Early View of British East India Era Howrah, Calcutta, 1860 Photo

This old 1860 photo shows an early view of a British East India era Howrah in Calcutta. This exceptional photo of Howrah gives a rare glimpse of life in 1860. Some Europeans can be seen standing around, two of them are leaning on a palanquin with the bearers squatting nearby. There are more people on the road some of them wearing Western attire maybe Europeans.

Horse carts are visible on the road. The structures seen on the right side of the road are apparently factory buildings and warehouses owned by the East India Company. On the left is the St Thomas Church with its vast compound. The church was erected by the East India Company in 1830 to serve the many Englishmen of the area.

William Jones designed the church in Gothic style with a seating capacity of 300 people. It later added a school in 1860. The church is now marked as a heritage building. To see it today go to Kolkata Heritage Buildings. Howrah is located on the opposite side of Calcutta with the Hughli River running in between them. Both the cities are linked by the famous Howrah Bridge and the Vivekananda Setu Bridge railway bridge. Click on the image for better view.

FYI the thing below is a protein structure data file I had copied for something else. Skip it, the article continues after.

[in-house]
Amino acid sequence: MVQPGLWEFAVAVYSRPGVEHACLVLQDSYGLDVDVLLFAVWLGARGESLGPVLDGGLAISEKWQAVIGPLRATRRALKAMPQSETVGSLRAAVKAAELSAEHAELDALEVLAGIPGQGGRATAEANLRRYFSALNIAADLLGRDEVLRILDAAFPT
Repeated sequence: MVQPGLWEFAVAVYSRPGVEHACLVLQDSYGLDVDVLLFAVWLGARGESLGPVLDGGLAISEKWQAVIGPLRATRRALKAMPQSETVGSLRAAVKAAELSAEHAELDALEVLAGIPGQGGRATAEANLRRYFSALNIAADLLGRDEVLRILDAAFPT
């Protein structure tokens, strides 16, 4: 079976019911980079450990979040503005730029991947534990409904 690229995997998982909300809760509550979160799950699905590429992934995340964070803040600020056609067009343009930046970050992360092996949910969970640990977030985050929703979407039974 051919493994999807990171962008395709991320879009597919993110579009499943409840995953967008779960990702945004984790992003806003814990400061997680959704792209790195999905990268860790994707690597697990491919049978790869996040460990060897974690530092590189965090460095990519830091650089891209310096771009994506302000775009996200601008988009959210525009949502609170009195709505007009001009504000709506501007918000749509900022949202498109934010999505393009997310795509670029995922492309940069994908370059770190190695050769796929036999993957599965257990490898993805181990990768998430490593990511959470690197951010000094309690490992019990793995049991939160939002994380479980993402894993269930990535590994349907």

Did you know – Howrah is made up of five villages: ‘Salica’ (Salkia), ‘Harirah’ (Howrah), ‘Cassundeah’ (Kasundia), ‘Ramkrishnopoor’ (Ramkrishnapur) and ‘Battar’ (Bator). 

From the collection – Antique Painting of Madras Fort St George., British Women Travel In Bullock Cart, 1900 PC ., New Delhi The New Capital of India, Old Print 1931., Motor Cars In Colonial Era Kolkata’s Cityscape.

The images are of the actual items from my collection. And Not a photocopy, pirated, reproduced, stock photos, or taken from other sources.


Photo Details

Year -


Photograph Size -

9¾ x 7 inch

Photographer -

unknown Britisher